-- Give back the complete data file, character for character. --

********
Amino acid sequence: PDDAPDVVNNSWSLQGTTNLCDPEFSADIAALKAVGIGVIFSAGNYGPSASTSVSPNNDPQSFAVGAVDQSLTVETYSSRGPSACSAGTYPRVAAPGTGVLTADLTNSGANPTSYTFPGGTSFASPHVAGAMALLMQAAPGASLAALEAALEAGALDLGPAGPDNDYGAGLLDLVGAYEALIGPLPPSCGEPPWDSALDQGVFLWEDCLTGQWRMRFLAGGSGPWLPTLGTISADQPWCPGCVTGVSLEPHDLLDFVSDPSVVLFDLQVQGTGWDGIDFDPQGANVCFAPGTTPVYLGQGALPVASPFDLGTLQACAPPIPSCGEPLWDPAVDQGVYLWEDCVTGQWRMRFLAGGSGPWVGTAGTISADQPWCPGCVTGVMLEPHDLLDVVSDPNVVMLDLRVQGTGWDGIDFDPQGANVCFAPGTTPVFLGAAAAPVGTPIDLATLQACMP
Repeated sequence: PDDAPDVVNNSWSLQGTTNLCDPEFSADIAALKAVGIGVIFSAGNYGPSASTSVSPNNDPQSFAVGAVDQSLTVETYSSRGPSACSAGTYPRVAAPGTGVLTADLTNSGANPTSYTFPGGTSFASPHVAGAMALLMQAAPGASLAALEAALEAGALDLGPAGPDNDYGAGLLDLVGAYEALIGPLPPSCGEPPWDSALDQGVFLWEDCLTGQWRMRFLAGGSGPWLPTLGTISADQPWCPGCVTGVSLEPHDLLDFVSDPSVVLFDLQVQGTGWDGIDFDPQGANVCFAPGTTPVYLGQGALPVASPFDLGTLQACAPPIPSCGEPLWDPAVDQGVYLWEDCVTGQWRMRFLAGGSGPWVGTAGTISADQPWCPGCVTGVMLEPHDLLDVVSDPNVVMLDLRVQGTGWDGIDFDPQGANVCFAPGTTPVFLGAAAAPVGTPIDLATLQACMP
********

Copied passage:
Amino acid sequence: PDDAPDVVNNSWSLQGTTNLCDPEFSADIAALKAVGIGVIFSAGNYGPSASTSVSPNNDPQSFAVGAVDQSLTVETYSSRGPSACSAGTYPRVAAPGTGVLTADLTNSGANPTSYTFPGGTSFASPHVAGAMALLMQAAPGASLAALEAALEAGALDLGPAGPDNDYGAGLLDLVGAYEALIGPLPPSCGEPPWDSALDQGVFLWEDCLTGQWRMRFLAGGSGPWLPTLGTISADQPWCPGCVTGVSLEPHDLLDFVSDPSVVLFDLQVQGTGWDGIDFDPQGANVCFAPGTTPVYLGQGALPVASPFDLGTLQACAPPIPSCGEPLWDPAVDQGVYLWEDCVTGQWRMRFLAGGSGPWVGTAGTISADQPWCPGCVTGVMLEPHDLLDVVSDPNVVMLDLRVQGTGWDGIDFDPQGANVCFAPGTTPVFLGAAAAPVGTPIDLATLQACMP
Repeated sequence: PDDAPDVVNNSWSLQGTTNLCDPEFSADIAALKAVGIGVIFSAGNYGPSASTSVSPNNDPQSFAVGAVDQSLTVETYSSRGPSACSAGTYPRVAAPGTGVLTADLTNSGANPTSYTFPGGTSFASPHVAGAMALLMQAAPGASLAALEAALEAGALDLGPAGPDNDYGAGLLDLVGAYEALIGPLPPSCGEPPWDSALDQGVFLWEDCLTGQWRMRFLAGGSGPWLPTLGTISADQPWCPGCVTGVSLEPHDLLDFVSDPSVVLFDLQVQGTGWDGIDFDPQGANVCFAPGTTPVYLGQGALPVASPFDLGTLQACAPPIPSCGEPLWDPAVDQGVYLWEDCVTGQWRMRFLAGGSGPWVGTAGTISADQPWCPGCVTGVMLEPHDLLDVVSDPNVVMLDLRVQGTGWDGIDFDPQGANVCFAPGTTPVFLGAAAAPVGTPIDLATLQACMP